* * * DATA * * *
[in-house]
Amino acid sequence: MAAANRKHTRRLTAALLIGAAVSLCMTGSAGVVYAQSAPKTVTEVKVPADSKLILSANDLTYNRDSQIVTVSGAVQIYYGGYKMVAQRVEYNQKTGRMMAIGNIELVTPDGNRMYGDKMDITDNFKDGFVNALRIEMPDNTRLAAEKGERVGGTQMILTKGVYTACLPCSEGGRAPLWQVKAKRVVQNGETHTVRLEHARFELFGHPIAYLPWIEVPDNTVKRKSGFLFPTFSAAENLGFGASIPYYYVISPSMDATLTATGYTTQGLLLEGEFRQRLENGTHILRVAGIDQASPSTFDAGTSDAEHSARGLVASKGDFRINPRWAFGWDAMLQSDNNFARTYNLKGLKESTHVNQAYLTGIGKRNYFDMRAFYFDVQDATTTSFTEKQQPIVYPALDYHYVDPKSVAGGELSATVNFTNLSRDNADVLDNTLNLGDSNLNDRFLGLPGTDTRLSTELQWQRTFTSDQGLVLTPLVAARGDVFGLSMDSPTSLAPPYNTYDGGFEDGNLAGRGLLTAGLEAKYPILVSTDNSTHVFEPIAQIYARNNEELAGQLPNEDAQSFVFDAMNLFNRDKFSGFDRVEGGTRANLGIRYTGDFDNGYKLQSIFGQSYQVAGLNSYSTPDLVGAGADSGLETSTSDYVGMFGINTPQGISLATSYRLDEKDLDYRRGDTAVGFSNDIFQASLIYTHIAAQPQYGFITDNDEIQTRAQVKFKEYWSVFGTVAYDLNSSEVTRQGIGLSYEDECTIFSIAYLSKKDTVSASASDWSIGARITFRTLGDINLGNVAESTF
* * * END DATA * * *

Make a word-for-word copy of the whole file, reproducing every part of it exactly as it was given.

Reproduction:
[in-house]
Amino acid sequence: MAAANRKHTRRLTAALLIGAAVSLCMTGSAGVVYAQSAPKTVTEVKVPADSKLILSANDLTYNRDSQIVTVSGAVQIYYGGYKMVAQRVEYNQKTGRMMAIGNIELVTPDGNRMYGDKMDITDNFKDGFVNALRIEMPDNTRLAAEKGERVGGTQMILTKGVYTACLPCSEGGRAPLWQVKAKRVVQNGETHTVRLEHARFELFGHPIAYLPWIEVPDNTVKRKSGFLFPTFSAAENLGFGASIPYYYVISPSMDATLTATGYTTQGLLLEGEFRQRLENGTHILRVAGIDQASPSTFDAGTSDAEHSARGLVASKGDFRINPRWAFGWDAMLQSDNNFARTYNLKGLKESTHVNQAYLTGIGKRNYFDMRAFYFDVQDATTTSFTEKQQPIVYPALDYHYVDPKSVAGGELSATVNFTNLSRDNADVLDNTLNLGDSNLNDRFLGLPGTDTRLSTELQWQRTFTSDQGLVLTPLVAARGDVFGLSMDSPTSLAPPYNTYDGGFEDGNLAGRGLLTAGLEAKYPILVSTDNSTHVFEPIAQIYARNNEELAGQLPNEDAQSFVFDAMNLFNRDKFSGFDRVEGGTRANLGIRYTGDFDNGYKLQSIFGQSYQVAGLNSYSTPDLVGAGADSGLETSTSDYVGMFGINTPQGISLATSYRLDEKDLDYRRGDTAVGFSNDIFQASLIYTHIAAQPQYGFITDNDEIQTRAQVKFKEYWSVFGTVAYDLNSSEVTRQGIGLSYEDECTIFSIAYLSKKDTVSASASDWSIGARITFRTLGDINLGNVAESTF